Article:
Once the bank was regraded, a variety of native grasses was planted to act as a buffer between the park and the salt marsh, and to stabilize the bank. Neighborhood volunteers from EWPA, students from Johnson & WalesUniversity, Save The Bay staff and interns, and the contractor installed 6,500 plants along the cove in just one week. Due to the steepness of the slope, the fall drought and remnants of debris from historic fill along the marsh, the planting conditions were less than ideal, yet the involvement of the community was inspiring. One volunteer read about the project in The Providence Journal and stopped by to see how he could help. Moments later, he had a trowel in hand and was scrambling up and down the bank planting grasses. 

This shoreline adaptation project was part of Save The Bay’s Bay-wide effort to identify opportunities to protect shorelines naturally and create a more resilient coastline. As sea level rises, it will be important to create places where wave energy can be dissipated, and where shorelines can adapt to changing conditions.

This was published in the Spring 2014 issue of Tides, Save The Bay's biannual magazine.

Thursday, June 5, 2014

Touching the life of Narragansett Bay

Jennifer Packard
Communications Intern


The plant life and creatures of Narragansett Bay continue to delight and educate visitors of Save The Bay’s Exploration Center & Aquarium, which overlooks Easton’s Beach in Newport. The Center is a dazzling showcase of hundreds of creatures that call Narragansett Bay home. It is circular with tanks containing different types of sea life that kids, as well as adults, can get close to and touch.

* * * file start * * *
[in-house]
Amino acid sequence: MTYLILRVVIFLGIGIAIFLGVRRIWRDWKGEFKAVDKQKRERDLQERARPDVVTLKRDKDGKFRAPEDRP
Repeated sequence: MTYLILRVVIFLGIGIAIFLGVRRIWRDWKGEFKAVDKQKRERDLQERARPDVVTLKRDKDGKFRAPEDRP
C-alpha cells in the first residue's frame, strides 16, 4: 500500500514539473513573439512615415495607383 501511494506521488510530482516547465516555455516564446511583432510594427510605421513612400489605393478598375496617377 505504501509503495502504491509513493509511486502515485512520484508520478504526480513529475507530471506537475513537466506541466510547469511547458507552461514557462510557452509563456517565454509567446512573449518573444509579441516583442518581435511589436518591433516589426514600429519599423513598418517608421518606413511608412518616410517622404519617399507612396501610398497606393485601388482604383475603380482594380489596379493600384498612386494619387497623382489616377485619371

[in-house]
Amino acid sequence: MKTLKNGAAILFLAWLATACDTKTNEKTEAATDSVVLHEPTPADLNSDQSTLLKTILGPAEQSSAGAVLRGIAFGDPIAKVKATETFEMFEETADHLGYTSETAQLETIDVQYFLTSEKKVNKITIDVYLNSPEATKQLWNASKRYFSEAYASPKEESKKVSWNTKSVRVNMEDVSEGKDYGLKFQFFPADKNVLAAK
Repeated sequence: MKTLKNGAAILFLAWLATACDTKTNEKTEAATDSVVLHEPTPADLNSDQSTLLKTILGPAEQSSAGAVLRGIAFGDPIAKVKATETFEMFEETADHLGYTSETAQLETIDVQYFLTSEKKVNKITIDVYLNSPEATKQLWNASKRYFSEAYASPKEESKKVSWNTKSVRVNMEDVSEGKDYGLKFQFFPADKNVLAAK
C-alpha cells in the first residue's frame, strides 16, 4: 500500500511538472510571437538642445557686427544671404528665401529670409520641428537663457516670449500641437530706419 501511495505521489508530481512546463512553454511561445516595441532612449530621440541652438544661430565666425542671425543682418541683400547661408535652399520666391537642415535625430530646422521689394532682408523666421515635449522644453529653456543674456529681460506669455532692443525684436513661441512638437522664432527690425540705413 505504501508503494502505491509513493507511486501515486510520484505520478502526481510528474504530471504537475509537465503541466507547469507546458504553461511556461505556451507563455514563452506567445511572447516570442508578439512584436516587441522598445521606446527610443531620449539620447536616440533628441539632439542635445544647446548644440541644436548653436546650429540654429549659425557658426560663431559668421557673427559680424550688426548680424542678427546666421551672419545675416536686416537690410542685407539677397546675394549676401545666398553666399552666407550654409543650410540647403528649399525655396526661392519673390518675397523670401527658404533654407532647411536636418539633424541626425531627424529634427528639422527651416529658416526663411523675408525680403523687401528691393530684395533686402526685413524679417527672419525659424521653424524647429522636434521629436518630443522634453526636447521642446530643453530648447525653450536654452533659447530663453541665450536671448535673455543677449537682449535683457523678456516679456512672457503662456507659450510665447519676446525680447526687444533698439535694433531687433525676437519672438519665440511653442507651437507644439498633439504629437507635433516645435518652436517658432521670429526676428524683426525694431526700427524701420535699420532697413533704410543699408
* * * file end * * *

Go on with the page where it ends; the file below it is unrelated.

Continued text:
Smooth dog fish sharks
One of the main attractions is the dogfish tank, a large pool housing two or three of these shark relatives, as well as crabs and fish. Adults enjoy peering over the tank at eye level with these sleek creatures, while kids excitedly stand on stairs and outstretch their arms to feel the creatures’ skin as they swim by. It is a joy to watch visitors’ faces as the sharks sense their presence, dancing back and forth in front of them. 

Kate Hamilton started as an intern at the Center last week and already loves her job. “My favorite part is working with the little kids," she explains. 

It is quite obvious that each staff member at the Exploration Center enjoys what they do to help educate people and form connections between the public and the sea life of Narragansett Bay. 

Meg, an Exploration Center employee, also explains what she loves about working here. “I feel like I got really lucky to have gotten a job here. [Right now] I’m feeding the sea horses because they don’t have any stomachs.”  
Visitors to the Center can touch live skates

She explained that the graceful sea horses were related to the long, thin Pipe Fish swimming alongside them, and that in both species the males carry the babies and do much of the work to care for them. 

Throughout the day, I found that each staff member was highly informed about the species that they care for, and are always happy and available to answer any questions.

Another part of the Exploration Center that people love is its collaboration with schools. Teachers can schedule visits and have expressed their love of taking their students to the Exploration Center over the years. 

Theresa Spelgler, owner of the Silveira Kindergarten & Nursery School in Middletown, shared what she loved about the Center. “It’s hands-on and the kids can visually look, touch, and learn. The staff does a great job. We love coming here and we’ve been coming here for years."   
A juvenile skate living with seahorses

Local residents also take advantage of what the Center has to offer.

Deb, a patron who has been bringing her 15-year-old daughter, Emily, to the Exploration Center for quite some time, loves the highly interactive quality of the place. “It’s all hands-on. I’ve learned so much I didn’t know before.” 

Emily agrees. “The thing I like about the Exploration Center is you can get up close and, if you have a question, there are people here to talk to. It’s not just reading along by yourself.”

- Jennifer

Jennifer Packard is studying creative writing at Rhode Island College

The Exploration Center & Aquarium is open daily 10a.m. - 4p.m. through Labor Day.